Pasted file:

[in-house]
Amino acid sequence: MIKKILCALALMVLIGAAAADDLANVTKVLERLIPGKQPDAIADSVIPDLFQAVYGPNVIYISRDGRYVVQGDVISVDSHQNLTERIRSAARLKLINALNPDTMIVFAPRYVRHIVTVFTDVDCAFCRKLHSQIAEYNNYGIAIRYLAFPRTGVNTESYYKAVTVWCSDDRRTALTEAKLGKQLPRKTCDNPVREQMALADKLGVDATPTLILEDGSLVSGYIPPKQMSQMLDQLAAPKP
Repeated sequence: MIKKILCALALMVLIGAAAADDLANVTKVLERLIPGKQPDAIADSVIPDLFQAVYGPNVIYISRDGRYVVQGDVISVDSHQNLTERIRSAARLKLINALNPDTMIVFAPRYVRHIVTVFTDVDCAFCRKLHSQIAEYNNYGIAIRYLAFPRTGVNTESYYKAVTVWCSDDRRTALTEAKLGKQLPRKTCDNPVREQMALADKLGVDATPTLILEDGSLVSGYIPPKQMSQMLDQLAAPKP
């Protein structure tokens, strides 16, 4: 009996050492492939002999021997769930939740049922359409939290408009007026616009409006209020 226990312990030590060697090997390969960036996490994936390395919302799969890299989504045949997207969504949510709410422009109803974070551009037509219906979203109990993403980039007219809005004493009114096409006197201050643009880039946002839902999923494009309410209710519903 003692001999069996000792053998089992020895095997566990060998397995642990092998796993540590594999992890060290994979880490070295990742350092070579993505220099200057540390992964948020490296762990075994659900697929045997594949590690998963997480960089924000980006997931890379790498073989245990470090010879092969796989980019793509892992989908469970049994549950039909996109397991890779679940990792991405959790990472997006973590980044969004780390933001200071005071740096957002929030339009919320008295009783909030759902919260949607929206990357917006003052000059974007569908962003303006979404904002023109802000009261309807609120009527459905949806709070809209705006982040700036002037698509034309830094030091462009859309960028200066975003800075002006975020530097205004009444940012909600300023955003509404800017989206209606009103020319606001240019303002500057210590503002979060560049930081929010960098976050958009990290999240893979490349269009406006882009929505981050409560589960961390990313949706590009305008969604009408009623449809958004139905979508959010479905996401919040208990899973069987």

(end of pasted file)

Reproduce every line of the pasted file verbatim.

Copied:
[in-house]
Amino acid sequence: MIKKILCALALMVLIGAAAADDLANVTKVLERLIPGKQPDAIADSVIPDLFQAVYGPNVIYISRDGRYVVQGDVISVDSHQNLTERIRSAARLKLINALNPDTMIVFAPRYVRHIVTVFTDVDCAFCRKLHSQIAEYNNYGIAIRYLAFPRTGVNTESYYKAVTVWCSDDRRTALTEAKLGKQLPRKTCDNPVREQMALADKLGVDATPTLILEDGSLVSGYIPPKQMSQMLDQLAAPKP
Repeated sequence: MIKKILCALALMVLIGAAAADDLANVTKVLERLIPGKQPDAIADSVIPDLFQAVYGPNVIYISRDGRYVVQGDVISVDSHQNLTERIRSAARLKLINALNPDTMIVFAPRYVRHIVTVFTDVDCAFCRKLHSQIAEYNNYGIAIRYLAFPRTGVNTESYYKAVTVWCSDDRRTALTEAKLGKQLPRKTCDNPVREQMALADKLGVDATPTLILEDGSLVSGYIPPKQMSQMLDQLAAPKP
């Protein structure tokens, strides 16, 4: 009996050492492939002999021997769930939740049922359409939290408009007026616009409006209020 226990312990030590060697090997390969960036996490994936390395919302799969890299989504045949997207969504949510709410422009109803974070551009037509219906979203109990993403980039007219809005004493009114096409006197201050643009880039946002839902999923494009309410209710519903 003692001999069996000792053998089992020895095997566990060998397995642990092998796993540590594999992890060290994979880490070295990742350092070579993505220099200057540390992964948020490296762990075994659900697929045997594949590690998963997480960089924000980006997931890379790498073989245990470090010879092969796989980019793509892992989908469970049994549950039909996109397991890779679940990792991405959790990472997006973590980044969004780390933001200071005071740096957002929030339009919320008295009783909030759902919260949607929206990357917006003052000059974007569908962003303006979404904002023109802000009261309807609120009527459905949806709070809209705006982040700036002037698509034309830094030091462009859309960028200066975003800075002006975020530097205004009444940012909600300023955003509404800017989206209606009103020319606001240019303002500057210590503002979060560049930081929010960098976050958009990290999240893979490349269009406006882009929505981050409560589960961390990313949706590009305008969604009408009623449809958004139905979508959010479905996401919040208990899973069987």